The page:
At least 18 people have been killed in fighting between troops loyal to Yemen's embattled leader and rival forces, including eight supporters of a powerful tribal chief who defected to the opposition in March.
The fighting, the worst in the capital Sanaa in weeks, has revived fears of civil war in the strategically located nation on the southern corner of the Arabian Peninsula.
Mortars, rockets and heavy machine-guns were used in the hours-long battle in the northern sector of the city close to the international airport.
A series of blasts shook the city for hours, forcing residents in many parts to take shelter in basements.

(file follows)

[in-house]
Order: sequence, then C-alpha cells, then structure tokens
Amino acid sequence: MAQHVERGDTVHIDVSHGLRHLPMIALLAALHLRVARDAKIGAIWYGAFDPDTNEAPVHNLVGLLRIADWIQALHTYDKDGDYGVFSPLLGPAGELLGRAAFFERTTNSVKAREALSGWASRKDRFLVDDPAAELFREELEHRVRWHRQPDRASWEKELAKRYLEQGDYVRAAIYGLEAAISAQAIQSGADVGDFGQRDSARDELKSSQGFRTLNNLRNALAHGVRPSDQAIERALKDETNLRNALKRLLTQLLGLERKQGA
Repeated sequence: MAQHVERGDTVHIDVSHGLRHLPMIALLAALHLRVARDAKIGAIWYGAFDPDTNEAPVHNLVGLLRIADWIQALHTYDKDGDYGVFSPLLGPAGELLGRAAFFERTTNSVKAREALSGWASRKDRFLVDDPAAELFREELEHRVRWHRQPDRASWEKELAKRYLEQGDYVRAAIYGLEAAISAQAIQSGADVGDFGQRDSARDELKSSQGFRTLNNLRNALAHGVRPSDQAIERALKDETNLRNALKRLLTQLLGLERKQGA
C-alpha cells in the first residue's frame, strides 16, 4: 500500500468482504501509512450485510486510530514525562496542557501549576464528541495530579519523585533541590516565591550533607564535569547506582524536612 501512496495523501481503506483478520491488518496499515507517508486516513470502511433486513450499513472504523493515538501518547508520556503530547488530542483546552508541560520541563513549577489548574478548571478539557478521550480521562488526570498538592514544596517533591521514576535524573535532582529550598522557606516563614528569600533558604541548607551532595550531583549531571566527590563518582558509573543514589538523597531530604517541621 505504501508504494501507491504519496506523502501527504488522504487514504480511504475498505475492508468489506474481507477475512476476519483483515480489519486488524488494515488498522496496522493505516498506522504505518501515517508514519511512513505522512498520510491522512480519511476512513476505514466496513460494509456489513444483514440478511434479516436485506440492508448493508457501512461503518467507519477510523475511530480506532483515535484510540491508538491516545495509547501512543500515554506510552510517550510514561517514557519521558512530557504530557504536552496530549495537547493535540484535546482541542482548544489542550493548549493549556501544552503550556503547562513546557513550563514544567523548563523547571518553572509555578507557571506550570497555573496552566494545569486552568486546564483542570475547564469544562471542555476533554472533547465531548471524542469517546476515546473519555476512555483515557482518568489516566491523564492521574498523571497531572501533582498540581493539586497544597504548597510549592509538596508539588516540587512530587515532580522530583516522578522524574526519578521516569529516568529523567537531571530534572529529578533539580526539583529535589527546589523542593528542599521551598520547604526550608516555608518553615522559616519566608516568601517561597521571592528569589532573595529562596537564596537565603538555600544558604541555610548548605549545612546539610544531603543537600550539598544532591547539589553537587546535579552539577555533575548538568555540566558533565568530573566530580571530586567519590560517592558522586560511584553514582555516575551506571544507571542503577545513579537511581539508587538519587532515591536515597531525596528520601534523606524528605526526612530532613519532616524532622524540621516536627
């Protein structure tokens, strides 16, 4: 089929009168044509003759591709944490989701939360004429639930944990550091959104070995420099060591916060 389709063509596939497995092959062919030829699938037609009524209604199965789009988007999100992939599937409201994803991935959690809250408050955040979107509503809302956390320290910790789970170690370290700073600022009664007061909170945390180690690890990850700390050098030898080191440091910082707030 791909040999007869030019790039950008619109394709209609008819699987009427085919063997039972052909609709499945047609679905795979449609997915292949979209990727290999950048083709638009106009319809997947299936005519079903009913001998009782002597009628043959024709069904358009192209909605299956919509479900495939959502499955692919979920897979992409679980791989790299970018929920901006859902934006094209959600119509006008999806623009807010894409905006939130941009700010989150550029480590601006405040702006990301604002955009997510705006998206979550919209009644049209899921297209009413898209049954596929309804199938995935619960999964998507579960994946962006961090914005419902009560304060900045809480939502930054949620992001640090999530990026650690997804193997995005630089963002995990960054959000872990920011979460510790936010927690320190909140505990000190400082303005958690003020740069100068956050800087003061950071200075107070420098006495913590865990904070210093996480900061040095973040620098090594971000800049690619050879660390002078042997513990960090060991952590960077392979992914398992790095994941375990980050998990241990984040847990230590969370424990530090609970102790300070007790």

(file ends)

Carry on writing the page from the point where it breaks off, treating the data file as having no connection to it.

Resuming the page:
The fighting has deepened fears that Yemen, the Arab world's poorest nation, is headed for civil war, a grim prospect for the nation's conflict-fatigued 23 million people.
Firearms have traditionally been readily available in Yemen, where owning a rifle is a rite of passage for most young males.
Many Yemenis also have military experience from serving in the army and fighting in the nation's many domestic wars.
With central authority ranging from weak to non-existent outside Sanaa, it is not uncommon for tribesmen to have heavy machine-guns, anti-aircraft guns, mortars and rocket-propelled grenades.
President Ali Abdullah Saleh is accused by many Yemenis of pushing the country into civil war by tenaciously clinging to power in the face of eight months of massive protests across the country, the defection to the opposition of key tribal and military allies and mounting international pressure on him to step down.